Thursday, April 12, 2018

A beginner's greenhouse - assembly & growing environment

Greenhouses have been used in agriculture since centuries. It's fascinating what difference passive solar heat can make in growing environment of plants. In the past, plants brought from tropical countries to colder regions of Europe were protected using glass walled structures that provided the needed warmth for them to thrive. From Europe to Asia, farmers have long been using protected structures like greenhouses, tunnels, walapinis and cold frames to provide the conditions necessary for native and non-native plants to thrive. Greenhouses have made it possible to breed and grow tropical crops in regions with harsh winters. Today, these greenhouses have enabled modern farmers, big and small, to extend their growing season so they continue generating income even in deep winters. Greenhouses are truly an ingenious invention and the advancements in their design and technology have contributed to the availability of wide variety of produce that we consume today.

A greenhouse, in broad sense, is any protected structure that provides growing conditions necessary for a plant when weather outside is less favorable. With that in mind, I built a small 12'x  50' unheated protected structure, lets call it a poly tunnel, in March this year on a site that received more than 7 hours of direct sunlight. The purpose of having in my production system were two fold: one, to give space to spring transplants growing in seed trays and second, to give an early start to a few crops. The surface of the poly tunnel was bare earth since crops would be direct seeded or transplanted in rows. And since the poly tunnel survived two snow storms, I am confident I can put it to good use for this year (at least). I am sharing a few design details and it's performance so far.

I purchased this greenhouse from a company named Growers Supply  The size of greenhouse I purchased falls under Growers Span economy cold frame models. This is their low cost, basic model of a greenhouse with EMT hoops, UV treated polyethylene, purlin and screws. The advantage of purchasing a kit versus making your own was it came with all the needed parts which just have to be assembled in place. The disadvantage of such a kit was it still needed extra purchases and multiple trips to hardware store to complete the structure.  The kit did not come with end walls, baseboard and any other additional support to provide strength to the structure.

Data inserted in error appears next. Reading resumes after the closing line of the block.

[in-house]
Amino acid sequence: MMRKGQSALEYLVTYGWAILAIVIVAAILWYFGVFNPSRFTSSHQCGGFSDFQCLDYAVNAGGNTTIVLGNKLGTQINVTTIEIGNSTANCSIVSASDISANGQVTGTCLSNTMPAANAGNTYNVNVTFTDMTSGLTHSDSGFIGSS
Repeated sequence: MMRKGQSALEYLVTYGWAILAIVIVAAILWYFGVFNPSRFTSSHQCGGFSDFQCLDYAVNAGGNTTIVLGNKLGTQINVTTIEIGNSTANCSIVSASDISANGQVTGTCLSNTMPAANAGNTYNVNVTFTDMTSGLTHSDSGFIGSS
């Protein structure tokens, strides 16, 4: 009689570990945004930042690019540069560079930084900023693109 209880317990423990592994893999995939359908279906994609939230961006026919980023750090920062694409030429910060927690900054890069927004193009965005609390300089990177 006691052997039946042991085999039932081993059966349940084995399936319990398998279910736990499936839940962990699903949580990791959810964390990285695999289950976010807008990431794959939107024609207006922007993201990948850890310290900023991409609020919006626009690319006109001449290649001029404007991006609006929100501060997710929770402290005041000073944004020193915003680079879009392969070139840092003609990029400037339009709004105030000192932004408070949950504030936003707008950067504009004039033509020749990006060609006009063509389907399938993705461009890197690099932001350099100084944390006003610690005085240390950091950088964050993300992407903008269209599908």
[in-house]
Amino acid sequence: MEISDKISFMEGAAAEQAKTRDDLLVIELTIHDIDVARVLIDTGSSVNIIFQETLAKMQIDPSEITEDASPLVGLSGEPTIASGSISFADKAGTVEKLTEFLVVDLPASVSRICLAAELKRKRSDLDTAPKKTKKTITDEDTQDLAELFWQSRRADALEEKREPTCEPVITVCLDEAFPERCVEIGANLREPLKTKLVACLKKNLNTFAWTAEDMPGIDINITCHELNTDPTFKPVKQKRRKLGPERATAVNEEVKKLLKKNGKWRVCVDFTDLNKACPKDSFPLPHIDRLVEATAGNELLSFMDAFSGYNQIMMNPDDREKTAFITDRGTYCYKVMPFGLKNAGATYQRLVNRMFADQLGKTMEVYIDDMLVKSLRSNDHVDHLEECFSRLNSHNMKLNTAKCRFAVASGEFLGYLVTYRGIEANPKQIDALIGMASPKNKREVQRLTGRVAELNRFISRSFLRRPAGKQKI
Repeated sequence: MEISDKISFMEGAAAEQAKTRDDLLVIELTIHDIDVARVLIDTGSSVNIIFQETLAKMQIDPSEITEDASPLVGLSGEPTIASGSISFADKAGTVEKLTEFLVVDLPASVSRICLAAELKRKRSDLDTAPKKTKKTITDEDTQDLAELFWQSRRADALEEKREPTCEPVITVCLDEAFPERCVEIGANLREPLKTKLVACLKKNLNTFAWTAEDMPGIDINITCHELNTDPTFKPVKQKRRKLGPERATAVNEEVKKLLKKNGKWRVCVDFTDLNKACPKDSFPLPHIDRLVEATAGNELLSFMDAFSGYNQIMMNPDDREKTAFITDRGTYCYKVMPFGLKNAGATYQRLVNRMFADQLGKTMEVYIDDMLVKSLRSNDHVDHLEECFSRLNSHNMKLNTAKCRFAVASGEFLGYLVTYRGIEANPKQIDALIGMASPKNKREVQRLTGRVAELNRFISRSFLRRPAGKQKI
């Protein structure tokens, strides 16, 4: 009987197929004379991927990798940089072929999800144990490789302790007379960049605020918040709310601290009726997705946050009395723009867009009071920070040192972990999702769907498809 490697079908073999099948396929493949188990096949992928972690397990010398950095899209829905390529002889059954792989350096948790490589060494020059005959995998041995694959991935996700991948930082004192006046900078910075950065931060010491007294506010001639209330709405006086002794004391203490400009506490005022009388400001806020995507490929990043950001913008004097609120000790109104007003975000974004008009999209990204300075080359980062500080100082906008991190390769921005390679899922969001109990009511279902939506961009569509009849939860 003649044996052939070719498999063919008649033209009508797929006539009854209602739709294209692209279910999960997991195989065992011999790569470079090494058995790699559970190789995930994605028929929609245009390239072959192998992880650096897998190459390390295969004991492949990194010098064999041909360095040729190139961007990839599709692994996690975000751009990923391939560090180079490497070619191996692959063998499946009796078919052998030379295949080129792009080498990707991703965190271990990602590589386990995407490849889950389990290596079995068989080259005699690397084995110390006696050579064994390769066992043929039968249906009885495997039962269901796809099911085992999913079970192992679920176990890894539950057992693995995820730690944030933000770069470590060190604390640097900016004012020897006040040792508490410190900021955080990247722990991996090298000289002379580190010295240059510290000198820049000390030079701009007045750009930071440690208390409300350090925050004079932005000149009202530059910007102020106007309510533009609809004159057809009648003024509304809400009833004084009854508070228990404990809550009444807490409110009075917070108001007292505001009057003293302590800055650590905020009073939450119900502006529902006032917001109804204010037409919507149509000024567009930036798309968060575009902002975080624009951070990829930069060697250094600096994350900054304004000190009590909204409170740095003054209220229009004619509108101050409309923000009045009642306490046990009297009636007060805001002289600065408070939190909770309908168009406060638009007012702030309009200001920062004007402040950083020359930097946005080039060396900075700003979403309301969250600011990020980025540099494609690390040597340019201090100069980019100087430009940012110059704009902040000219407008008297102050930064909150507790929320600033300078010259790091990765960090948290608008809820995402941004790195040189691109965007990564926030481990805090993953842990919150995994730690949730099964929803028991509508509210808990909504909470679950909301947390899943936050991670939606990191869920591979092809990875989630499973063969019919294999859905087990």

Assembly and Construction

Besides being mechanically inept, heavy parts and tool make me turn my back against them. I avoid unboxing anything marked heavy as long as I am not pushed to do so.  After reading the manual of the greenhouse twice from front to back, I pushed it aside as I knew I wouldn't follow all the stated instructions (I usually don't). Thereafter, I proceeded to do what seemed to be the only option..calling my husband to hand over the task. I would contribute mostly by holding tools, provided an extra hand and helping to keep things back in place when done.

The poly tunnel is 50 feet long, 12 feet wide and 7 feet high. There were 11 ground posts spaced 5 feet apart along the length of the structure. 11 other ground posts were inserted  in ground on the other side by hands. It is imperative that the posts are in straight line. The flat sharp edge of the posts helped in easy insertion in the ground without using any special tool. This task was done on a wet ground with clay soil. Every time a post was dug, water came out of the post. This wasn't an issue but a bit of a nuisance when the posts were taken out and reinserted to the right spacing. We ran a string along the length of the tunnel to make sure all the posts were in straight line. Some geometry can also be applied to ensure the proper spacing and 90 degree angles between the posts.